Solomon’s wisdom knew no bounds. This is something even those who have not read the Bible know, for legends have expanded his reputation beyond the canon. In one such legend the Queen of Sheba almost stumps Solomon with a room full of fake wildflowers, where only one real flower grows. Can Solomon discover the true flower? He does, by following a bee.
With wisdom like this, surely no riddle could stump the great Israelite king. But with wisdom like this, we envision Solomon filling his days with puzzles: one by one the wise men approach his throne to ask impossible brain teasers; one by one Solomon dismisses them with the answers.
But as wise as Solomon was, this is not the man scripture presents, and the popular portrait makes it easy to miss what truly pleased God and prompted him to make Solomon so wise. Happily, the text in 1 Kings reveals something far more exciting.
When God extends to Solomon his wildly generous offer–“As what I shall give you” (1 Kings 3:5)–Solomon praises God for being a promise-keeper. One promise kept has been made to David, for God has given David “a son to sit on his throne this day” (1 Kings 3:6). But this short-term promise is not the only promise Solomon is aware of. Solomon also recognizes that he rules over the land promised to Abraham, and that God’s people (“whom you have chosen”) are as numerous as God promised they would be: “a great people, too many to be numbered or counted for multitude” (1 Kings 3:8). Thus, Solomon is tracking God’s long-term promise as well, and recognizing that God is using him in this wider plan fills him with humility (he is “a little child” who does not “know how to go out or to come in” (1 Kings 3:7)).
All this is the precursor to Solomon’s famous appeal. When he finally requests what God shall give him, he is not asking for wisdom in general but for “an understanding mind to govern your people, that I may discern between good and evil” (1 Kings 3:9, emphasis added). His desire, then, is to be a wise judge, a discerning leader of “your great people” (1 Kings 3:9). As commentator Dale Ralph Davis points out, “the welfare of the people of God drives Solomon’s prayer.”
This, then, is what “pleased the Lord” (1 Kings 3:10)–that Solomon desired to judge God’s people well. And this is what prompted God to lavish upon him material wealth in addition to wisdom.
The focus on Solomon’s wisdom to judge is emphasized by the story that follows, the famous incident between the two prostitutes with the one living baby. In threatening to divide the child, Paul House points out, Solomon has “insight to see the difference between just and unjust persons even when he has no corroborating evidence.” This is not just riddling skill, the people of Israel recognize, this is “the wisdom of God” (1 Kings 3:28). Solomon’s judgment clearly proves that his request has been granted.
At first glance this dwelling on Solomon’s motivation may sound like splitting hairs, for no matter the original conversation, Solomon’s wisdom was famously incisive. He is, after all, the author of many proverbs and is thought by many to be the author of Ecclesiastes, both stockpiles of wisdom.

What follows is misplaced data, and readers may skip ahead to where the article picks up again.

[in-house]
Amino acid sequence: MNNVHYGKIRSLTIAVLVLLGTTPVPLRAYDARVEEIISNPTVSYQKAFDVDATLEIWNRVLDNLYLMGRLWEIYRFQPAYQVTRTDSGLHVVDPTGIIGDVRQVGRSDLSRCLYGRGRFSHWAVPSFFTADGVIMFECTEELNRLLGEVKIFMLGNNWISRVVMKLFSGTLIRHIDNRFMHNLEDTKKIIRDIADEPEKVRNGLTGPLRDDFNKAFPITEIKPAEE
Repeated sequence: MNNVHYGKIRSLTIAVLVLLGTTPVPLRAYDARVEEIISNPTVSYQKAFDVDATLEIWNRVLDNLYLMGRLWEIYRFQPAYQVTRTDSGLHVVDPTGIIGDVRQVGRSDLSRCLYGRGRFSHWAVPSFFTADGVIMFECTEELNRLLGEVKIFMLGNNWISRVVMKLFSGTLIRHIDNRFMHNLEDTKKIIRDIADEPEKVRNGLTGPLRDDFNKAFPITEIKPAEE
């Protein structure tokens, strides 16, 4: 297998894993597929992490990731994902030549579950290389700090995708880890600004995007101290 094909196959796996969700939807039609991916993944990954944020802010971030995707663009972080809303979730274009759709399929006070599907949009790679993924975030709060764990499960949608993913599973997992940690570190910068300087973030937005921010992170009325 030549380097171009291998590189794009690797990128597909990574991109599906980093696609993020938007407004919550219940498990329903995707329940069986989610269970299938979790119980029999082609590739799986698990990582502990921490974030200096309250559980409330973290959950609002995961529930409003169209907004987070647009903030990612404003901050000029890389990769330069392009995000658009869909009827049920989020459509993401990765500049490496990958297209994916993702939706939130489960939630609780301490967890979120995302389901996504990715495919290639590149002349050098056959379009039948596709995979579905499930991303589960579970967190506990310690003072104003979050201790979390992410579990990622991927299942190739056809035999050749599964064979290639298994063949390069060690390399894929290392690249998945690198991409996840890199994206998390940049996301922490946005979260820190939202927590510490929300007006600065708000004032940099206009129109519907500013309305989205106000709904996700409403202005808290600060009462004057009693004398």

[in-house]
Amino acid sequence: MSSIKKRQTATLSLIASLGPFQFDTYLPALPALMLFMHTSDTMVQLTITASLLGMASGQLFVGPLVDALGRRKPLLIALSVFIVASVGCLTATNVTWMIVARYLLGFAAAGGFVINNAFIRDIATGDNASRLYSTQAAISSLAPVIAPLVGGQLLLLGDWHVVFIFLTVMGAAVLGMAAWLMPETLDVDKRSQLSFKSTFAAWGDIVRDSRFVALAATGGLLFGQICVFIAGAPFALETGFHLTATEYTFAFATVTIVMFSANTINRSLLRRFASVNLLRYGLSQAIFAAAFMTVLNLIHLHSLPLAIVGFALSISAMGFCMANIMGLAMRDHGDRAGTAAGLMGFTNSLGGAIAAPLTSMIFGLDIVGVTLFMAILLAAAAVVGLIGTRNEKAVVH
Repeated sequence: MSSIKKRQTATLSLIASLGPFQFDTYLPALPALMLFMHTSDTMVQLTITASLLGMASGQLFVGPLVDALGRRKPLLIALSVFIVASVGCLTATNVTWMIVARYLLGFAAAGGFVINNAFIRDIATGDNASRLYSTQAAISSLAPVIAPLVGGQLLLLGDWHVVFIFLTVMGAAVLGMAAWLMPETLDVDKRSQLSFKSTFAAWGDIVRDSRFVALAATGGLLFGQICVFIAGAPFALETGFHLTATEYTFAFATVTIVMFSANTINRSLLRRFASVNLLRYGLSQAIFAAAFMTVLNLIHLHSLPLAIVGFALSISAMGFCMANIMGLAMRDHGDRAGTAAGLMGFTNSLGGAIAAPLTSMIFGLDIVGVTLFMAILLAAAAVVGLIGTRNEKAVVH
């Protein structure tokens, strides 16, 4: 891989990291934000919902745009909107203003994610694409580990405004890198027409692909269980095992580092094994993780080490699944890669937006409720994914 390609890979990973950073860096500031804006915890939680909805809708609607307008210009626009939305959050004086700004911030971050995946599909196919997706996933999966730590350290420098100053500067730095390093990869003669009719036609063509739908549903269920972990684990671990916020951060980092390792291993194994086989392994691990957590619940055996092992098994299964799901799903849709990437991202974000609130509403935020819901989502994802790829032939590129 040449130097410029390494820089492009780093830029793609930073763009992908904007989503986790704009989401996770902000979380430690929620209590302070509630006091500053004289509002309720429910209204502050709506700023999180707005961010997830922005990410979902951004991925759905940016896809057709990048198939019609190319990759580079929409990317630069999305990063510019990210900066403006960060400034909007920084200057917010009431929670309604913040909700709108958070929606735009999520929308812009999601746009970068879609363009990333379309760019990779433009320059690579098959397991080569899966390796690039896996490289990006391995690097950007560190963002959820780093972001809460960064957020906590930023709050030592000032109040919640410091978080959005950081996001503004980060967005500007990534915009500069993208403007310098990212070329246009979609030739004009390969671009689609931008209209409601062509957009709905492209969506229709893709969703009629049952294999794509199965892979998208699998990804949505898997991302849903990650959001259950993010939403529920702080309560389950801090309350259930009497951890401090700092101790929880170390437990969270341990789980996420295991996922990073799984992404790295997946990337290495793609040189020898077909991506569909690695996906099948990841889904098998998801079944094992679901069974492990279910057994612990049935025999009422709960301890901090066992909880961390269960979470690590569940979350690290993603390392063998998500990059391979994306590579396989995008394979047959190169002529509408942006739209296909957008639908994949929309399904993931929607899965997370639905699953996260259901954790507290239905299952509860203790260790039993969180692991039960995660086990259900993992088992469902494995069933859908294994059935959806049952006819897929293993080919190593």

But it does matter that God was not pleased by the pursuit of wisdom alone. God was pleased because Solomon was doing essentially what Jesus asks everyone to do in Matthew 6:33: Seek first the kingdom of God and his righteousness.” Solomon was seeking not his own pleasure and power, but God’s pleasure. He was seeking to serve God’s people well as their judge, which is precisely what he did with the two prostitutes. Is it any wonder that God’s response to Solomon was similar to the response Jesus promises? God added “these things” to him, “these things” in Solomon’s case being riches and honor.
But even further, the story of Solomon’s request reveals the need of God’s people. God’s people Israel needed a wise ruler to serve as judge over them, to guide them in the ways of righteousness. They had already lived without a righteous king, and in that time “everyone did what was right in his own eyes” (Judges 21:25). To return to that path was to return to the way of destruction.
And it is easy to see that this need did not die with Solomon. We too need a wise ruler, a king to lead us in the paths of righteousness, to judge for us between good and evil. Jesus is that ruler, that king from David’s line (Matthew 1:6-16; Acts 13:23, 36).
And like with Solomon, it is crucial that we see this king not simply as an astonishingly wise ruler but as one who prioritized God’s people above himself. Solomon saw that the true glory was God’s, and he asked for wisdom to lead God’s people to that glory. Jesus saw that God is glorified not in his making much of his own wisdom or divine nature, but in putting it aside for his father’s people (Philippians 2:6-8).
It is Solomon’s humility and prioritization of others that pleased God, just as it is Christ’s humility that prompts the Father to grant him the name that is above every name (Philippians 2:9-11). Ultimately, a proper grasp of why God was pleased to give Solomon wisdom not only helps us value what God values (humility, sacrifice), it helps us see how central such values are to the Gospel of Jesus, the gospel of the one who has completed what God began with Solomon, not only judging between good and evil, but making us good (1 Peter 2:25).
- Davis, Dale Ralph. 1 Kings. Christian Focus Publications, 2002. 37.
- House, Paul R. The New American Commentary: 1, 2 Kings. B&H Publishing, 1995. 113.